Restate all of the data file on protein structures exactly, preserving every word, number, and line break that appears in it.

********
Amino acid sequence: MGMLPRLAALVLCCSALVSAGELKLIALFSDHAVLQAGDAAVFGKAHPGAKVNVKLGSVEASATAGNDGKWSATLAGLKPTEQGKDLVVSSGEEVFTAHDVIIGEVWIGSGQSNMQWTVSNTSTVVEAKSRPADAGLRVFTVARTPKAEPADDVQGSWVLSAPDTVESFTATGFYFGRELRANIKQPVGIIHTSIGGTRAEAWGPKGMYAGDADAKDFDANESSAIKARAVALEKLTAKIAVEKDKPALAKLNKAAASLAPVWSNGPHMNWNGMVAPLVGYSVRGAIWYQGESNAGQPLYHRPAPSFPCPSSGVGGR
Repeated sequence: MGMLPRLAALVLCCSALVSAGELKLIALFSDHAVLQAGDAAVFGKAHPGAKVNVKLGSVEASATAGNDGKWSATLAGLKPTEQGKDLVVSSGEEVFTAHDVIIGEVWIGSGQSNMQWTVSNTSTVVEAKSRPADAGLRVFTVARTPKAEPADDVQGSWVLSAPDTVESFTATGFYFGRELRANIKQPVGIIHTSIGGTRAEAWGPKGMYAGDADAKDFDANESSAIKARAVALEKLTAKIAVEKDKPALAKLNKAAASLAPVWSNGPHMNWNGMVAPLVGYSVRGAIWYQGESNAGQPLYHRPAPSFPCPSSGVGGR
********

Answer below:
Amino acid sequence: MGMLPRLAALVLCCSALVSAGELKLIALFSDHAVLQAGDAAVFGKAHPGAKVNVKLGSVEASATAGNDGKWSATLAGLKPTEQGKDLVVSSGEEVFTAHDVIIGEVWIGSGQSNMQWTVSNTSTVVEAKSRPADAGLRVFTVARTPKAEPADDVQGSWVLSAPDTVESFTATGFYFGRELRANIKQPVGIIHTSIGGTRAEAWGPKGMYAGDADAKDFDANESSAIKARAVALEKLTAKIAVEKDKPALAKLNKAAASLAPVWSNGPHMNWNGMVAPLVGYSVRGAIWYQGESNAGQPLYHRPAPSFPCPSSGVGGR
Repeated sequence: MGMLPRLAALVLCCSALVSAGELKLIALFSDHAVLQAGDAAVFGKAHPGAKVNVKLGSVEASATAGNDGKWSATLAGLKPTEQGKDLVVSSGEEVFTAHDVIIGEVWIGSGQSNMQWTVSNTSTVVEAKSRPADAGLRVFTVARTPKAEPADDVQGSWVLSAPDTVESFTATGFYFGRELRANIKQPVGIIHTSIGGTRAEAWGPKGMYAGDADAKDFDANESSAIKARAVALEKLTAKIAVEKDKPALAKLNKAAASLAPVWSNGPHMNWNGMVAPLVGYSVRGAIWYQGESNAGQPLYHRPAPSFPCPSSGVGGR